Israeli Air Force chief Maj. Gen. Tomer Bar reportedly intends to begin booting out reservist pilots who refuse to show up for duty in protest against the government’s judicial overhaul plans, indicating a tougher approach to threats from the most prominent of a wave of reserves soldiers saying they will no longer present themselves for service or training as long at the hardline coalition of Prime Minister Benjamin Netanyahu moves ahead with legislation that will dramatically weaken the judiciary system.
The legislation push was temporarily paused last week, after mass protests broke out following Netanyahu’s announced dismissal of Defense Minister Yoav Gallant over his public warning about the security implications of the coalition’s proposals and his call for a halt to allow for compromise talks. But the opposition is highly distrustful of the overtures as some coalition members have vowed to soon pick up right where they left off after the Passover Knesset recess and push ahead, starting with a bill that will politicize judicial appointments.
Compromise talks are taking place under the auspices of President Isaac Herzog. Anti-overhaul protesters, who went out in droves for the 13th consecutive week to rally against the government, have been demanding that instead of pausing the legislation drive, the coalition shelve the bills completely.
Gallant has yet to be formally dismissed, but in his televised address on March 25, he cited “tangible danger” to state security and erosion of Israel’s source of strength — the military- amid the growing rift in society and opposition in the ranks.
According to Channel 12 report on Sunday, the IAF’s Bar recently spoke with senior air force commanders to inform them of this new approach and said any new threats from reservist pilots to not report for duty would be met with sanctions and possible removal from operational activity. Haaretz reported that Bar said it would not be possible to participate in operational activities if pilots miss training, citing a source with knowledge of the conversation.
Reservist pilots train frequently and missing multiple sessions could impact competency.
An Israel Defense Forces spokesperson told Haaretz in response that the military “will not address what is said in closed forums,” but that over the past few weeks, “all the commanders in the IDF held talks with their subordinates, in active duty and the reserves, with the aim of strengthening the cohesion of the IDF and maintaining its competence.”
Last month, 37 out of 40 reservists in the IAF’s 69th Squadron said they would boycott one training session, sparking widespread consternation, and joining a growing list of units in the IDF, including some of the most elite, whose members have threatened to not show up amid the widescale opposition to the government’s plans.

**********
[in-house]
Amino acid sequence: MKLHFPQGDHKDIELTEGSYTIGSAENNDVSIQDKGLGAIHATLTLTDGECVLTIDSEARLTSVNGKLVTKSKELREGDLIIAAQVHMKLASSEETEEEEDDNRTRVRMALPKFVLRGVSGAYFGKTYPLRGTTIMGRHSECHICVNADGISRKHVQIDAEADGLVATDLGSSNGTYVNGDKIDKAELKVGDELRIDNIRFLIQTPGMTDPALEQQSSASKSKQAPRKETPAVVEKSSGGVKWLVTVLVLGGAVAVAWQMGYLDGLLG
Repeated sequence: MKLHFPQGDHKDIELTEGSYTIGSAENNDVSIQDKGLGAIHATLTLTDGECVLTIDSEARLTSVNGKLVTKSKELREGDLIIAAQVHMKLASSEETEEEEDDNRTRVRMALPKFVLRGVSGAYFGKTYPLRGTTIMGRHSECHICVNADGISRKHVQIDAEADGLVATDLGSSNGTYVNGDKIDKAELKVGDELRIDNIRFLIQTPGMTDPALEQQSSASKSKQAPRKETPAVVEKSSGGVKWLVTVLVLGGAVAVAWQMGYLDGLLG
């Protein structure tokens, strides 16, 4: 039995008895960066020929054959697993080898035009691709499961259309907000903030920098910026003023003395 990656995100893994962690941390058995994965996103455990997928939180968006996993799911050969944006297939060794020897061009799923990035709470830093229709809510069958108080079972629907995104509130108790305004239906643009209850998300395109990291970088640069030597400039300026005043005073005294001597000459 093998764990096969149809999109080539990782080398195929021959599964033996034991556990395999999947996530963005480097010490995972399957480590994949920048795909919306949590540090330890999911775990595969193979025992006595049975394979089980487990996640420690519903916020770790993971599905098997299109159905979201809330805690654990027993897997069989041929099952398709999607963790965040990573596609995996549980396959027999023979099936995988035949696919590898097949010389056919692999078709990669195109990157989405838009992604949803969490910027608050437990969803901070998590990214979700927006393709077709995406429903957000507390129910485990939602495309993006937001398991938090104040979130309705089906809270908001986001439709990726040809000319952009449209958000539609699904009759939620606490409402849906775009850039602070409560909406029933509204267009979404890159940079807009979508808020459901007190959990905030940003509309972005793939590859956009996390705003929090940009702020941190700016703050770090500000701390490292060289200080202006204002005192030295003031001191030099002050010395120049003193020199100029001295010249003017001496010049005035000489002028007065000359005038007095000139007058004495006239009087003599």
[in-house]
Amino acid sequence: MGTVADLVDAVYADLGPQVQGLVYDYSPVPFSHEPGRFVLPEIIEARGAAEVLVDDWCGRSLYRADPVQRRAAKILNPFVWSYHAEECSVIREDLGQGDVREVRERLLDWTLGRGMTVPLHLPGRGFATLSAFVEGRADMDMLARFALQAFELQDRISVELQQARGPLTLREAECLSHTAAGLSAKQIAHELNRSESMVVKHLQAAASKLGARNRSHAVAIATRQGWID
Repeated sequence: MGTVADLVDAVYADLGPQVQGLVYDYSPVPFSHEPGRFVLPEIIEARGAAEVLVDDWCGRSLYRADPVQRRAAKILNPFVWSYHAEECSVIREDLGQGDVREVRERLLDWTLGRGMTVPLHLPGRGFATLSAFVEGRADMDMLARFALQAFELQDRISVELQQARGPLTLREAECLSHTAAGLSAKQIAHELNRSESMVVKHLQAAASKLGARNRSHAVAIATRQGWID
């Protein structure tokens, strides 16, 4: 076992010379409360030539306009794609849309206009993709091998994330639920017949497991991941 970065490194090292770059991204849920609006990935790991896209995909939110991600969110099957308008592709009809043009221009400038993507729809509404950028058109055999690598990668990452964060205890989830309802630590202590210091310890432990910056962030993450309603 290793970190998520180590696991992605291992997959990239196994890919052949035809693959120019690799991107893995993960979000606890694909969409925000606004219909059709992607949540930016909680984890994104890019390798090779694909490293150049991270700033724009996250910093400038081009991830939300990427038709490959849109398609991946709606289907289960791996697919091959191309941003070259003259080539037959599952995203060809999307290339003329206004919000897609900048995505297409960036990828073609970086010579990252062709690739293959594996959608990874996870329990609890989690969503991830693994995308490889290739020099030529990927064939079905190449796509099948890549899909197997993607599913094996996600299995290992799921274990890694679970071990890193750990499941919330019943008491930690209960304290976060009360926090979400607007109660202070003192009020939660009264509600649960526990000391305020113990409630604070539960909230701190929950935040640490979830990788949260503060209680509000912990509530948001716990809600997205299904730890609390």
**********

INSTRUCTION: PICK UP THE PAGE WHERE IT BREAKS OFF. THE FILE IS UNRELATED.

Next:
The squadron — known as the Hammers — operates the F-15I fighter jet out of the Hatzerim air base in southern Israel.
Bar then suspended — and quickly returned to service — reservist fighter pilot Col. (res.) Gilad Peled for allegedly leading calls to refuse to show up for duty. Peled had been suspended indefinitely by Bar, a decision he argued was unjust and vowed to appeal.
In a statement at the time, the military said the IAF had been under the “false impression” that Peled was organizing and coordinating refusal to serve among other reservist pilots, and “came to the conclusion that formal conduct must be refined during this complex period.” Peled told Bar that there had been a misunderstanding; that he was in fact against refusal, and was not trying to organize pilots to not show up for duty.
Earlier that week, a group of IAF officers warned IDF Chief of Staff Herzi Halevi that the majority of their fellow active-reserve pilots would cease reporting for duty if the government passes the judicial overhaul bid. The warning appeared to be the most far-reaching voiced by members of the security forces, as opposition to the government’s judicial overhaul effort expanded deeper into the military’s ranks.
Military, government and opposition leaders have decried the protests by soldiers, saying the army should be kept separate from politics and warning that mass insubordination would harm national security.
On Friday, Walla reported that a battalion commander in the Givati Brigade has instructed to call in for clarification reservists who don’t show up for scheduled service in protest against the overhaul and discipline them where relevant. The commander also reportedly ordered the suspension of further call-ups to these reservists until further notice.
So far, a reserve team commander in the brigade was suspended after reportedly refusing to report for reserve duty, pending an interview where a transfer or dismissal will be weighed. Another eight soldiers and an officer have been summoned for questioning
A military spokesperson told Walla that over the past few months, the brigade has carried out successful operational activity in the northern West Bank “during which over 100 percent of the reserve personnel required to meet the standard for operational deployment missions showed up.”
Late last month, brigade reservists were summoned for a one-day training session, of which about 1% did not show in protest, the military said. “A reservist who is called to duty, by order, is required to report for duty according to the set date. Non-attendance is examined according to the individual circumstances of each case,” the military said.